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Greatest Common Factor Calculator FullScreen

A Greatest Common Factor (GCF) calculator is a useful tool in mathematics that helps find the largest number that divides two or more given numbers without leaving any remainder. It is commonly used to simplify fractions, solve equations, and factor polynomials. Determining the GCF can be time-consuming and challenging when dealing with large numbers, so using an online calculator can save time and effort.


What is the Greatest Common Factor (GCF)?

In mathematics, the greatest common factor (GCF), also known as the greatest common divisor, of two (or more) non-zero integers a and b, is the largest positive integer by which both integers can be divided. It is commonly denoted as GCF(a, b). For example, GCF(32, 256) = 32.

Prime Factorization Method

There are multiple ways to find the greatest common factor of given integers. One of these involves computing the prime factorizations of each integer, determining which factors they have in common, and multiplying these factors to find the GCD. Refer to the example below.

EX:   GCF(16, 88, 104)
16 = 2 × 2 × 2 × 2
88 = 2 × 2 × 2 × 11
104 = 2 × 2 × 2 × 13
GCF(16, 88, 104) = 2 × 2 × 2 = 8

Prime factorization is only efficient for smaller integer values. Larger values would make the prime factorization of each and the determination of the common factors, far more tedious.

Euclidean Algorithm

Another method used to determine the GCF involves using the Euclidean algorithm. This method is a far more efficient method than the use of prime factorization. The Euclidean algorithm uses a division algorithm combined with the observation that the GCD of two integers can also divide their difference. The algorithm is as follows:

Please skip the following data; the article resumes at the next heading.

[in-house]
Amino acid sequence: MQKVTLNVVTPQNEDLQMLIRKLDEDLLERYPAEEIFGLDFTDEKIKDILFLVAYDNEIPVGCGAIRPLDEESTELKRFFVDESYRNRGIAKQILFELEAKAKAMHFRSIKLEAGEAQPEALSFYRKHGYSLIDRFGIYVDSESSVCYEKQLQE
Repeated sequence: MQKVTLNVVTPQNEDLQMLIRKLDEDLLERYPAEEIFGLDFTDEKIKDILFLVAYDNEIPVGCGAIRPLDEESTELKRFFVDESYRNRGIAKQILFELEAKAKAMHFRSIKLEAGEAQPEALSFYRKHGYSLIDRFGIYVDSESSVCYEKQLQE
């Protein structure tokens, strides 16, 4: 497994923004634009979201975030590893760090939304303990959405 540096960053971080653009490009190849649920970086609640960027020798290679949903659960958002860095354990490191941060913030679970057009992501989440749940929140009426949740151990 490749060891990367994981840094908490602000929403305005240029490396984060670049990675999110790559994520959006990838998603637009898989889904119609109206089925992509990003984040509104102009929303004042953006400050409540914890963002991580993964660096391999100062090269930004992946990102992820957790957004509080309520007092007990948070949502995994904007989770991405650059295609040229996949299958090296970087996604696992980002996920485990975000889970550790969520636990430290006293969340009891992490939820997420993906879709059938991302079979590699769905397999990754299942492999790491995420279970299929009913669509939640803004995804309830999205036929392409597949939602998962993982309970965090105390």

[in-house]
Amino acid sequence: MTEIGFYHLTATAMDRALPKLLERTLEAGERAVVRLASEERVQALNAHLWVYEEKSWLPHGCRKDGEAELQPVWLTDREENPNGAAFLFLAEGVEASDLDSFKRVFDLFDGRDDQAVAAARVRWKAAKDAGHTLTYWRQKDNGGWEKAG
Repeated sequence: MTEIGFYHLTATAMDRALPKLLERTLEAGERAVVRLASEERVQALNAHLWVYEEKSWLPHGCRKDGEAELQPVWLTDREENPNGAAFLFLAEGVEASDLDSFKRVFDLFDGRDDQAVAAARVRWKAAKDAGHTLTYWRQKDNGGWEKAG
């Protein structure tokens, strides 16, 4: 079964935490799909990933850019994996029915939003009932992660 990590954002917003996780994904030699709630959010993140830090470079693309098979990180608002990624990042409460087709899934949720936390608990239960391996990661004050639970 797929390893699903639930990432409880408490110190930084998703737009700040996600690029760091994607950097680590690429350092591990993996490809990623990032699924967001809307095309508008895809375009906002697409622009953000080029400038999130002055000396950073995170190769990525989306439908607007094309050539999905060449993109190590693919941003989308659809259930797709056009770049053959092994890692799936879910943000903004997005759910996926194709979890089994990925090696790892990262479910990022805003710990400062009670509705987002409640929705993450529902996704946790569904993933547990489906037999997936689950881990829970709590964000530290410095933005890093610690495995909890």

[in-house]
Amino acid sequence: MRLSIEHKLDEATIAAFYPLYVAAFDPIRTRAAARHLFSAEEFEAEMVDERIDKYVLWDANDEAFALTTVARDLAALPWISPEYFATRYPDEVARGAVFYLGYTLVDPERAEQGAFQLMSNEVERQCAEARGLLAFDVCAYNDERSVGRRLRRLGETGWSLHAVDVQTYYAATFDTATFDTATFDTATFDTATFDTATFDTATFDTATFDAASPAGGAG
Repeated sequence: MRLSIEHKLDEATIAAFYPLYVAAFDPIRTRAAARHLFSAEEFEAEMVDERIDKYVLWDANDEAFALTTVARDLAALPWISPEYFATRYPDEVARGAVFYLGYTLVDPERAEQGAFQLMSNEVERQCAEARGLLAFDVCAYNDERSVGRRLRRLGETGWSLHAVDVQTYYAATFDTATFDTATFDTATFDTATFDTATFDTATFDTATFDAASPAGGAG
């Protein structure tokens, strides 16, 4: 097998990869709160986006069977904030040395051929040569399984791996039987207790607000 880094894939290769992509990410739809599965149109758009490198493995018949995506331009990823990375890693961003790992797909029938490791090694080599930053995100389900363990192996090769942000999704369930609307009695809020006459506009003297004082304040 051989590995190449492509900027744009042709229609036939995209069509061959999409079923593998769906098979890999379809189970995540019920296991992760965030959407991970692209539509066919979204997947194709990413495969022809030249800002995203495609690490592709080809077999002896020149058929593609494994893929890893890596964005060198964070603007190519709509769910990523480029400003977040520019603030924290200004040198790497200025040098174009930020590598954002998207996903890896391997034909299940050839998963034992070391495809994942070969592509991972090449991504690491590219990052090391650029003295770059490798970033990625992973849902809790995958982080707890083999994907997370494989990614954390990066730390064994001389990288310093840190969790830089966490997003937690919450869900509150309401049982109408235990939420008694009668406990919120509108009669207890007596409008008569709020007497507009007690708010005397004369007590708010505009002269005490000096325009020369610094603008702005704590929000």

GCF(a, a) = a
GCF(a, b) = GCF(a-b, b), when a > b
GCF(a, b) = GCF(a, b-a), when b > a

In practice:

  1. Given two positive integers, a and b, where a is larger than b, subtract the smaller number b from the larger number a, to arrive at the result c.
  2. Continue subtracting b from a until the result c is smaller than b.
  3. Use b as the new large number, and subtract the final result c, repeating the same process as in Step 2 until the remainder is 0.
  4. Once the remainder is 0, the GCF is the remainder from the step preceding the zero result.
EX:   GCF(268442, 178296)
268442 - 178296 = 90146
178296 - 90146 = 88150
90146 - 88150 = 1996
88150 - 1996 × 44 = 326
1996 - 326 × 6 = 40
326 - 40 × 8 = 6
6 - 4 = 2
4 - 2 × 2 = 0

From the example above, it can be seen that GCF(268442, 178296) = 2. If more integers were present, the same process would be performed to find the GCF of the subsequent integer and the GCF of the previous two integers. Referring to the previous example, if instead the desired value were GCF(268442, 178296, 66888), after having found that GCF(268442, 178296) is 2, the next step would be to calculate GCF(66888, 2). In this particular case, it is clear that the GCF would also be 2, yielding the result of GCF(268442, 178296, 66888) = 2.

Greatest Common Factor Calculator Example

Numbers GCF
12, 18 6
24, 36 12
8, 16 8
45, 60 15
72, 120 24

In this table, we have pairs of numbers listed in the "Numbers" column. The GCF column represents the calculated greatest common factor using a GCF calculator. For example, when we input the numbers 12 and 18 into the calculator, it determines that the greatest common factor is 6. Similarly, for the pair 24 and 36, the GCF is calculated as 12.

This table illustrates how the GCF calculator simplifies the process of finding the greatest common factor for different pairs of numbers. It can be used to efficiently calculate the GCF for any given set of numbers, saving time and effort in mathematical calculations.